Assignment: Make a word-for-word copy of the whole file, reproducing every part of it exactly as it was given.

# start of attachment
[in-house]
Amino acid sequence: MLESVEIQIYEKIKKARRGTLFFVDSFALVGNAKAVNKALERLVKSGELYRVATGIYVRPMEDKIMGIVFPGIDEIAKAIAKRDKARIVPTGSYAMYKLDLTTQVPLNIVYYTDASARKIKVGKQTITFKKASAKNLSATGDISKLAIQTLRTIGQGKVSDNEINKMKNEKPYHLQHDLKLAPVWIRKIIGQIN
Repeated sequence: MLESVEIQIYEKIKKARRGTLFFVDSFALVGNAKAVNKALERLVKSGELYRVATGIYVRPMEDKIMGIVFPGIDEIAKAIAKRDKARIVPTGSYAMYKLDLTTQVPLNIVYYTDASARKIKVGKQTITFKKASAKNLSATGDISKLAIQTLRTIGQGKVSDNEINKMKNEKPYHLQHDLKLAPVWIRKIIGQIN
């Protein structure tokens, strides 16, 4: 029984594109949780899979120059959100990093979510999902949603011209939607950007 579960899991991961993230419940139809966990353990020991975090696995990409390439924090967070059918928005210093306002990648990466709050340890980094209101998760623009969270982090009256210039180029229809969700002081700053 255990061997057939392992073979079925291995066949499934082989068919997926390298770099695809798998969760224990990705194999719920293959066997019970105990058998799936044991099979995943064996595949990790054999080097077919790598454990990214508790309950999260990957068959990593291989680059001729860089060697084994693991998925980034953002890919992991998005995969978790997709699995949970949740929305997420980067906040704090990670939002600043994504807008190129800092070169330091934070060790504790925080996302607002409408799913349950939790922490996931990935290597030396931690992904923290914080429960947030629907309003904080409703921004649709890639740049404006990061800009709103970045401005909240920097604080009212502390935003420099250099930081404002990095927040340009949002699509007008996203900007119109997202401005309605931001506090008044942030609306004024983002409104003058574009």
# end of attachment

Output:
[in-house]
Amino acid sequence: MLESVEIQIYEKIKKARRGTLFFVDSFALVGNAKAVNKALERLVKSGELYRVATGIYVRPMEDKIMGIVFPGIDEIAKAIAKRDKARIVPTGSYAMYKLDLTTQVPLNIVYYTDASARKIKVGKQTITFKKASAKNLSATGDISKLAIQTLRTIGQGKVSDNEINKMKNEKPYHLQHDLKLAPVWIRKIIGQIN
Repeated sequence: MLESVEIQIYEKIKKARRGTLFFVDSFALVGNAKAVNKALERLVKSGELYRVATGIYVRPMEDKIMGIVFPGIDEIAKAIAKRDKARIVPTGSYAMYKLDLTTQVPLNIVYYTDASARKIKVGKQTITFKKASAKNLSATGDISKLAIQTLRTIGQGKVSDNEINKMKNEKPYHLQHDLKLAPVWIRKIIGQIN
């Protein structure tokens, strides 16, 4: 029984594109949780899979120059959100990093979510999902949603011209939607950007 579960899991991961993230419940139809966990353990020991975090696995990409390439924090967070059918928005210093306002990648990466709050340890980094209101998760623009969270982090009256210039180029229809969700002081700053 255990061997057939392992073979079925291995066949499934082989068919997926390298770099695809798998969760224990990705194999719920293959066997019970105990058998799936044991099979995943064996595949990790054999080097077919790598454990990214508790309950999260990957068959990593291989680059001729860089060697084994693991998925980034953002890919992991998005995969978790997709699995949970949740929305997420980067906040704090990670939002600043994504807008190129800092070169330091934070060790504790925080996302607002409408799913349950939790922490996931990935290597030396931690992904923290914080429960947030629907309003904080409703921004649709890639740049404006990061800009709103970045401005909240920097604080009212502390935003420099250099930081404002990095927040340009949002699509007008996203900007119109997202401005309605931001506090008044942030609306004024983002409104003058574009």